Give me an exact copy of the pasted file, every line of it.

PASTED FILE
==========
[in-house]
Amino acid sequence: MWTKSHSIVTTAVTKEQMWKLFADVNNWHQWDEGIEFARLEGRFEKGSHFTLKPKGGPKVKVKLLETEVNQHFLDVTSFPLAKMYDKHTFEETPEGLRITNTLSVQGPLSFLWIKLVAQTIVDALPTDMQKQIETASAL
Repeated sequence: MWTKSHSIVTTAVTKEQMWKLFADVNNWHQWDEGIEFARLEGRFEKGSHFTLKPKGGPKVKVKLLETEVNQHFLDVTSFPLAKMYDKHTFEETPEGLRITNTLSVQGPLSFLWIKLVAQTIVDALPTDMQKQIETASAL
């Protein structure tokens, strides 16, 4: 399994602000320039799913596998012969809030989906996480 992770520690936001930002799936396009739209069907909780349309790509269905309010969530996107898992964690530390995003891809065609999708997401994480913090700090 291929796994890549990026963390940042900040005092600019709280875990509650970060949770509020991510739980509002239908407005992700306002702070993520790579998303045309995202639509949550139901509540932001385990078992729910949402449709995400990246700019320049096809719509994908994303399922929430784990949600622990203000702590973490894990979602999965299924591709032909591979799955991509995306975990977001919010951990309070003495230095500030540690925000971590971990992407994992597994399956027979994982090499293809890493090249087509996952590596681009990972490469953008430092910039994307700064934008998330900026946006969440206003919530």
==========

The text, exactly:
[in-house]
Amino acid sequence: MWTKSHSIVTTAVTKEQMWKLFADVNNWHQWDEGIEFARLEGRFEKGSHFTLKPKGGPKVKVKLLETEVNQHFLDVTSFPLAKMYDKHTFEETPEGLRITNTLSVQGPLSFLWIKLVAQTIVDALPTDMQKQIETASAL
Repeated sequence: MWTKSHSIVTTAVTKEQMWKLFADVNNWHQWDEGIEFARLEGRFEKGSHFTLKPKGGPKVKVKLLETEVNQHFLDVTSFPLAKMYDKHTFEETPEGLRITNTLSVQGPLSFLWIKLVAQTIVDALPTDMQKQIETASAL
């Protein structure tokens, strides 16, 4: 399994602000320039799913596998012969809030989906996480 992770520690936001930002799936396009739209069907909780349309790509269905309010969530996107898992964690530390995003891809065609999708997401994480913090700090 291929796994890549990026963390940042900040005092600019709280875990509650970060949770509020991510739980509002239908407005992700306002702070993520790579998303045309995202639509949550139901509540932001385990078992729910949402449709995400990246700019320049096809719509994908994303399922929430784990949600622990203000702590973490894990979602999965299924591709032909591979799955991509995306975990977001919010951990309070003495230095500030540690925000971590971990992407994992597994399956027979994982090499293809890493090249087509996952590596681009990972490469953008430092910039994307700064934008998330900026946006969440206003919530």